ii. Since the arrest is only “preventive‟, the LG will consider issuing instructions to the prison authorities to create separate spaces within the jail so that the persons who are arrested are not mixed up with the other persons arrested for actual commission of offences.

iii. The period of judicial custody under Sections 107/151 CrPC at any one given point in time will never exceed more than seven (7) days. There must be a weekly review by the SEMs exercising the powers concerned, of the need to continue detention.

iv. In particular, after directing the release of a person upon furnishing a personal bond and not insisting on surety where such a person is not in a position to furnish surety, the SEM’s task will not end. The SEM will keep the matter pending for follow-up on whether the person has actually been released on having furnishing a personal bond and/or surety. If within two days of the order of release, if a person has actually not come out of the jail, the SEM should inquire into the situation and pass further orders to ensure the release of such persons by either accepting a personal bond of such person and/or surety of a lesser sum, if at all, that can be afforded by such person.

v. No order of remanding a person to a judicial custody can be passed by the SEM without satisfying himself:

a. That the person arrested has been informed of his constitutional rights under Articles 20, 21 and 22 of the Constitution. The SEM should himself explain or have it explained to the person in his presence in a language understood by that person of the aforementioned constitutional rights.

b. The SEM must ask the person arrested whether he has been informed, in the language understood by him, of the grounds of his arrest and this record this in the order that he is going to pass.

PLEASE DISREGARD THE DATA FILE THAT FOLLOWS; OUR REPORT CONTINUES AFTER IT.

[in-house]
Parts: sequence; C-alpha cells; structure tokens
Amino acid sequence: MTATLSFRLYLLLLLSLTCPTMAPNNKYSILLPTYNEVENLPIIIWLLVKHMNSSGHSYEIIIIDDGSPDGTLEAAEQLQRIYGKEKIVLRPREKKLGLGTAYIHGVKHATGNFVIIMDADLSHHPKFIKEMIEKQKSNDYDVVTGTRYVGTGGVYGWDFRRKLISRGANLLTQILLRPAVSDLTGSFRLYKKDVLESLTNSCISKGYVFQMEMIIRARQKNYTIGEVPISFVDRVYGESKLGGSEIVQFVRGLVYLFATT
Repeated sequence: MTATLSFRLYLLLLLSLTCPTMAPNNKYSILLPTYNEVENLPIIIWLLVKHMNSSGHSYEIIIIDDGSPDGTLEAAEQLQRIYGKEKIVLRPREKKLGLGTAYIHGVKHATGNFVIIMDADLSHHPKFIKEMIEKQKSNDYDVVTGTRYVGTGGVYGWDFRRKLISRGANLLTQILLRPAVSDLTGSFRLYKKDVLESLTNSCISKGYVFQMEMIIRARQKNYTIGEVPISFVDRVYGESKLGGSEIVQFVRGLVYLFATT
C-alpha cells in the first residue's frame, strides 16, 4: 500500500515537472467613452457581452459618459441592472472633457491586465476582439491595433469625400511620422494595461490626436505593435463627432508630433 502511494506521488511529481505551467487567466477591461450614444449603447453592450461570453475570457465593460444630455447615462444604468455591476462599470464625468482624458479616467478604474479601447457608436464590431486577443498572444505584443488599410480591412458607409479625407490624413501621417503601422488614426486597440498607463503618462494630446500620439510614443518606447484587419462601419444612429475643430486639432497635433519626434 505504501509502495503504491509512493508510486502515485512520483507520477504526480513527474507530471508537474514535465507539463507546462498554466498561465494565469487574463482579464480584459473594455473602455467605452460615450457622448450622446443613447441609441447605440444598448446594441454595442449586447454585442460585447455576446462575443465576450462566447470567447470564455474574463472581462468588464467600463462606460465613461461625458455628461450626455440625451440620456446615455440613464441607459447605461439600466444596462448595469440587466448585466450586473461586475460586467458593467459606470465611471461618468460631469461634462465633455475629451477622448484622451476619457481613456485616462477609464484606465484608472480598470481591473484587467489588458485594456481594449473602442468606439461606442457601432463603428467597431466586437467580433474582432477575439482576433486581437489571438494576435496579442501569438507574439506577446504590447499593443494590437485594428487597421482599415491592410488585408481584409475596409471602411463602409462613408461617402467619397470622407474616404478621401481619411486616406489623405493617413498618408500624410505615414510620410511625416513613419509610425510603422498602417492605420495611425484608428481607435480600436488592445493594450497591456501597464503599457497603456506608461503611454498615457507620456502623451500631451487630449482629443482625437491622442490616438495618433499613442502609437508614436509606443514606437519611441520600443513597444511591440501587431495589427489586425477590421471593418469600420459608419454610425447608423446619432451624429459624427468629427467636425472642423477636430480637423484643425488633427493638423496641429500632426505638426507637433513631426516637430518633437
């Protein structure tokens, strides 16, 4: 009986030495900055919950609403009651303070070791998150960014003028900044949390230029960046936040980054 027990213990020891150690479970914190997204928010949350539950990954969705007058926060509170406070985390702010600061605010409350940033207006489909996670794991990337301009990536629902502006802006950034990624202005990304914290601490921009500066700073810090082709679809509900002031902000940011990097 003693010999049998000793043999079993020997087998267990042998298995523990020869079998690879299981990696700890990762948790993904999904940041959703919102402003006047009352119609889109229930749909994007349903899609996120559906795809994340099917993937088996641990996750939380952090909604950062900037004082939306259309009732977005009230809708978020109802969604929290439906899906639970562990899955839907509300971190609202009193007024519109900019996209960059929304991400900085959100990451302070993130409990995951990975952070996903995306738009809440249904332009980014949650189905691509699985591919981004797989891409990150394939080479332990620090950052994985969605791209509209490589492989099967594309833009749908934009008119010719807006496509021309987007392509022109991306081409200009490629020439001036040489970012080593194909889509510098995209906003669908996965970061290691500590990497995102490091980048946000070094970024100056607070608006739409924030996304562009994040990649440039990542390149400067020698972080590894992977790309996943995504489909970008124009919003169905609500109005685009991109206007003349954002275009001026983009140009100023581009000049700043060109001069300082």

c. The SEM will ask the person whether he wishes to engage a lawyer of his choice and also inform him that he can avail the services of a remand advocate who will remain present when these proceedings are being conducted.

d. The SEM will allow the remand advocate to interact with the person arrested outside the hearing distance of the police officers who have got the person arrested in order to enable the remand advocate to obtain the necessary instructions.

e. The SEM will ensure that the remand advocate is performing his functions as required under the LSAA i.e., he is also a person aware of the constitutional rights of a person arrested and will act accordingly.

f. The SEM will record in his proceedings that all of the above provisions have been effectively complied with.

vi. Despite the numerous orders passed and reports given by LCI and NHRC, the ground situation does not appear to have changed. One clear pointer is to the lack of the training of the SEMs in the provisions of the Constitution and the CrPC and the various judgments pronounced by the courts from time to time. Consequently, the following directions are issued by the court: